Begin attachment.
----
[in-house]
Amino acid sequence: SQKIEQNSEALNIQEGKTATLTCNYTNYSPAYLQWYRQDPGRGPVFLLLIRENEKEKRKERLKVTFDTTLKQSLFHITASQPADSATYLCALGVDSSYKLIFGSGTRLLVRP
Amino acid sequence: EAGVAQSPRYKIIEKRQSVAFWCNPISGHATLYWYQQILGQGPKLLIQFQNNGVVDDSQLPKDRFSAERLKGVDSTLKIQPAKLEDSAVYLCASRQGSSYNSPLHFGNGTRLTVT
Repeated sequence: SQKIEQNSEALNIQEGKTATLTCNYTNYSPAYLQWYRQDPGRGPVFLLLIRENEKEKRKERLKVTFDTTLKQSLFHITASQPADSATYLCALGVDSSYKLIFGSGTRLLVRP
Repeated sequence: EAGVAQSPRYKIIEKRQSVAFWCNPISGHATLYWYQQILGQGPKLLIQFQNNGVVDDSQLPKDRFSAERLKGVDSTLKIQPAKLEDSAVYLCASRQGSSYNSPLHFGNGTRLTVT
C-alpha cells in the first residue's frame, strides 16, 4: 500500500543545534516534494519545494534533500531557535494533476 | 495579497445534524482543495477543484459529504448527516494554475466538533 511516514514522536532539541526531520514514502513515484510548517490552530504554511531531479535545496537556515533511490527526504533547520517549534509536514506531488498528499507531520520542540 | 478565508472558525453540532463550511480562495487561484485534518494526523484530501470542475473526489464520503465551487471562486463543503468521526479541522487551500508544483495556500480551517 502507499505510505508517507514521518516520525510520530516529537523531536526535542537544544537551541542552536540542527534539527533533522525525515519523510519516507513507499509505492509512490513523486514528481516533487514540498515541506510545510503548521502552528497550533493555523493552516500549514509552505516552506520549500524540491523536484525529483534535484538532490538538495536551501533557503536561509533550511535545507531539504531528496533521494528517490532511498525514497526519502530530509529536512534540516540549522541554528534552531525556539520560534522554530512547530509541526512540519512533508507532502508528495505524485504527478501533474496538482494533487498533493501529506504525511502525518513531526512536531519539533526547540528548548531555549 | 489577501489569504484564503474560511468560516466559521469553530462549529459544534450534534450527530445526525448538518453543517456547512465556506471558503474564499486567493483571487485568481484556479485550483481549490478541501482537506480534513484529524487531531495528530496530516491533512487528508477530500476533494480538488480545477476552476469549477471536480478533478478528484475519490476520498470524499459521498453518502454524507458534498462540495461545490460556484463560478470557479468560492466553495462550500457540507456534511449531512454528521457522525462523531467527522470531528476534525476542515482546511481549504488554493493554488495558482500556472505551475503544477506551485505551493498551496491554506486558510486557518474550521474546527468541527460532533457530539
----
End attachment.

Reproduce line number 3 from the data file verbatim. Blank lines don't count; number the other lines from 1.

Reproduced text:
Amino acid sequence: EAGVAQSPRYKIIEKRQSVAFWCNPISGHATLYWYQQILGQGPKLLIQFQNNGVVDDSQLPKDRFSAERLKGVDSTLKIQPAKLEDSAVYLCASRQGSSYNSPLHFGNGTRLTVT